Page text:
Ernest with archetypal content, he dramatizes universal truths and

Ernest Hemingway knew
this was his most great work of art: “This is the prose that I have been working for all my life that should read easily and
simply and seem short and yet have all the dimensions of the visible world and the world of man’s spirit.
It is as good prose as I can write as of now.” His aspiration to express “all the dimensions” of Man and
Nature in one work is the poetic ideal called synecdoche, Hemingway’s goal throughout his career. Faulkner
said in his review of The Old Man and the Sea, “Time may show it to be the best
single piece by any of us. I mean his and my contemporaries. This time he
discovered God, a Creator.”
Faulkner considered it perfect: “Praise God that whatever made and loves and
pities Hemingway and me kept him from touching it any further.”

The question of it is
how Ernest Hemingway changed a simple whale story into his great work. The
fishing story is almost as old a form as the
human race and the old man could have lived at any time at many places throughout the world, giving his
story a depth transcending time and space. As always Hemingway derives elemental power from Nature—from
archetypal actions, patterns, images, emotions and characters. Transcending time and space in this
story with archetypal content, he dramatizes universal truths and evokes holistic consciousness–ideals
in religion and in Modernism. The Old Man and the Sea is extremely religious the novella makes secular
Postmodernists painful. It is to Ernest what “Credo” is to E. A. Robinson, “After Apple-Picking’ is to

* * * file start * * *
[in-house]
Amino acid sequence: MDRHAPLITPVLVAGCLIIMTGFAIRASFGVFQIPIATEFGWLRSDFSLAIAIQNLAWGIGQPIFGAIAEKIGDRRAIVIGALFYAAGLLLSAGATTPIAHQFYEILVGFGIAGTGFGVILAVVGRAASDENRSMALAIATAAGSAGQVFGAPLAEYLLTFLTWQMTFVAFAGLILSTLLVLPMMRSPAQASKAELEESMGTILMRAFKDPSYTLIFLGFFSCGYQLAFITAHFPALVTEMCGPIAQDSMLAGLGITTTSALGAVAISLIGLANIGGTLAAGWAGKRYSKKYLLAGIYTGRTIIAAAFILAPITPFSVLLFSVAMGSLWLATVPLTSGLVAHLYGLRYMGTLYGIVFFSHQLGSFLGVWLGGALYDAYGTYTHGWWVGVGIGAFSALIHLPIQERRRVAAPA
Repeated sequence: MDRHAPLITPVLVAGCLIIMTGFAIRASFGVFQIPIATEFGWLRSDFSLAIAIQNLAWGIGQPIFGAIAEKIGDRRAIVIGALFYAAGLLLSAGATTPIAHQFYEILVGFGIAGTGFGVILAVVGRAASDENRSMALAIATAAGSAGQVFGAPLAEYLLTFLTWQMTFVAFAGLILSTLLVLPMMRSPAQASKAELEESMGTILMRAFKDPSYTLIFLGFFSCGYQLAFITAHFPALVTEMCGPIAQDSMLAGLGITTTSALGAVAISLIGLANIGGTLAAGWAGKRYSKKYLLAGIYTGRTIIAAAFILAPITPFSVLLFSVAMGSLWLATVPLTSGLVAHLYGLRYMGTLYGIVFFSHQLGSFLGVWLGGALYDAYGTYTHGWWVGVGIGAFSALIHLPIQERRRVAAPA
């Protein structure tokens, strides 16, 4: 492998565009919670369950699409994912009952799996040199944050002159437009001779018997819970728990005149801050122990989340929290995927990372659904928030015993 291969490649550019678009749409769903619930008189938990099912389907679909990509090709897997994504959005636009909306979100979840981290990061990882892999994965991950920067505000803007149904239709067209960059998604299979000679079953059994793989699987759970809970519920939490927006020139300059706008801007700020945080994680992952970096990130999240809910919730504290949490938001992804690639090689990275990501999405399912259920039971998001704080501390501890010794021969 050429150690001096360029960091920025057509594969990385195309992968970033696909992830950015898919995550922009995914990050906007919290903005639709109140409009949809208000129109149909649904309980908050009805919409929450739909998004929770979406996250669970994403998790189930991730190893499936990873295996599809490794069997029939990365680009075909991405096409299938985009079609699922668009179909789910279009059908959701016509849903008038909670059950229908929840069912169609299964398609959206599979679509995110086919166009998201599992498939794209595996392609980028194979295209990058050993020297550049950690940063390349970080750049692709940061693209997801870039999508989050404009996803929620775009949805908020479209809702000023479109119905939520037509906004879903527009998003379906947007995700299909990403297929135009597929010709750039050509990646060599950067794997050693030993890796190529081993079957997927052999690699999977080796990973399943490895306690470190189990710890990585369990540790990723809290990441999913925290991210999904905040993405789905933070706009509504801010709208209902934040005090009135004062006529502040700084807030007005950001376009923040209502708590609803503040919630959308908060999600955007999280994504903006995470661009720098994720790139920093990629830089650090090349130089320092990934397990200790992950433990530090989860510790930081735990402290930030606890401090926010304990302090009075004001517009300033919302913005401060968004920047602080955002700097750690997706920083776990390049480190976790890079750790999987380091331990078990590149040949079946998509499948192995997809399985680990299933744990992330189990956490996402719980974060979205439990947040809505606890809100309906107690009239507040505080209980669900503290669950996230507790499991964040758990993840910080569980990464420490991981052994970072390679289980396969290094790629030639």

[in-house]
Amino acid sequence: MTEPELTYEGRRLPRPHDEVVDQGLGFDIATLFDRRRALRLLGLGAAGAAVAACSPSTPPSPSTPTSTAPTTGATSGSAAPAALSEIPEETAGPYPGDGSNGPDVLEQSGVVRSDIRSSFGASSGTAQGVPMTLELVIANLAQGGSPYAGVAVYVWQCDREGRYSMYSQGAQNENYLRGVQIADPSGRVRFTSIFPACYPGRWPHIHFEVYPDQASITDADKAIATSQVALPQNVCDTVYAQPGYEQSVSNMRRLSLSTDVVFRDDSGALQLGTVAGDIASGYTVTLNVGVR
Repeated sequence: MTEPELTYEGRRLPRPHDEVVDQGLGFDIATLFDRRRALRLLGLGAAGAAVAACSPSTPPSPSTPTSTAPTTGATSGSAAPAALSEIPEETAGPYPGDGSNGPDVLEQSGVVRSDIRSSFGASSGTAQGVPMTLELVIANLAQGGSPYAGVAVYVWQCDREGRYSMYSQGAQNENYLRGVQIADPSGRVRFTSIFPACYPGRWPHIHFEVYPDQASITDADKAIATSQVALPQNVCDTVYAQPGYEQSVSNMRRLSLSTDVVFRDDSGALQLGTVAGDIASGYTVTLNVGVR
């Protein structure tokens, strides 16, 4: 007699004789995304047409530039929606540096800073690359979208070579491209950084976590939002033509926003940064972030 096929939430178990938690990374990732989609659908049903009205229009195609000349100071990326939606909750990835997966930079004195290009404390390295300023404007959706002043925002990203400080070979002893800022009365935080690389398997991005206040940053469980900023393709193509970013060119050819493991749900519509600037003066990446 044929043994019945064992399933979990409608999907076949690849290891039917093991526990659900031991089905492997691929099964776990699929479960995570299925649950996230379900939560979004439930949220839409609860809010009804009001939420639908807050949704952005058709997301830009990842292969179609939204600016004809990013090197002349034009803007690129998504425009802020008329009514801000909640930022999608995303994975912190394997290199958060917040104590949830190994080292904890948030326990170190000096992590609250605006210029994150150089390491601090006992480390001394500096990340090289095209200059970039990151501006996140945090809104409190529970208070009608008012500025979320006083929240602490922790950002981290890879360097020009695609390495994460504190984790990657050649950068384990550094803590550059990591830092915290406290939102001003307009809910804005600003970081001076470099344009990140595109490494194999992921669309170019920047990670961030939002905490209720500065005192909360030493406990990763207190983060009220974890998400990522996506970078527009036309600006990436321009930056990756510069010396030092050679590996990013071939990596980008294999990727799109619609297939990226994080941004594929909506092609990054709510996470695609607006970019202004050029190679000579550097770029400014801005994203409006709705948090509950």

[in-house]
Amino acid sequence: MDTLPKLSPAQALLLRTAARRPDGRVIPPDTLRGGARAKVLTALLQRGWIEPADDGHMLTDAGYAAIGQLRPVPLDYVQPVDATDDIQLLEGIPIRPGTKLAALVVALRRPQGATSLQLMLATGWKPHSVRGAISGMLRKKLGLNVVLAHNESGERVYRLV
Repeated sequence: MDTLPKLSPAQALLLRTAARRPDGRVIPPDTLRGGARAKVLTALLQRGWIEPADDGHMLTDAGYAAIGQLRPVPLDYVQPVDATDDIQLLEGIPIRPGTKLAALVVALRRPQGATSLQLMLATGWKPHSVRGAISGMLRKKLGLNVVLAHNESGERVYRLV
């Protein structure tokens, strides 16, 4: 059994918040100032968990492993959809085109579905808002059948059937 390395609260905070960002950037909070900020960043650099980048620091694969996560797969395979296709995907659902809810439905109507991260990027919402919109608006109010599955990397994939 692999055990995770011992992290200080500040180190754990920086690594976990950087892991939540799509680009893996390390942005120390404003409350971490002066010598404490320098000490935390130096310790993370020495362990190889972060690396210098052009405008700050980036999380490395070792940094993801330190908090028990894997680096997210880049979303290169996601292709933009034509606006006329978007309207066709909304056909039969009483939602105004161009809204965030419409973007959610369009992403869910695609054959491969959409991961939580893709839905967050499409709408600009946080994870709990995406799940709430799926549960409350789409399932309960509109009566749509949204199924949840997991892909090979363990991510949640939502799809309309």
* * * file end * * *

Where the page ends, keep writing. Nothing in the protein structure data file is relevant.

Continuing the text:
Frost, Four Quartets is to Eliot, Death Comes for the Archbishop is to Cather, and The Bear is to Faulkner.

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The title itself consists of six words of
three letters each, a perfect balance. The balance of each word in relation to the others expresses the theme of
balance–psychological, moral and ecological—as well as the Neoclassical aesthetic values of simplicity,
economy, clarity, and symmetry. Santiago the hero of the novel maintains a
literal stability in his small boat. Man and Nature (the sea) are asserted as the
same, in contrast to prevailing values in the modern world. Today fishing in
the Gulf of Mexico is high tech capitalism with industrial boats guided by
sonar tracking schools of fish from airplanes. Until recently, most human lives
were short and old people were respected
for their wisdom learned from experience, as Manolo respects Santiago. Today in
common human progress the youthful lack of respect the old and the vast
majority have been socialized withdrawn from Nature—those, for example, who are
exhausted by The Old Man and the Sea.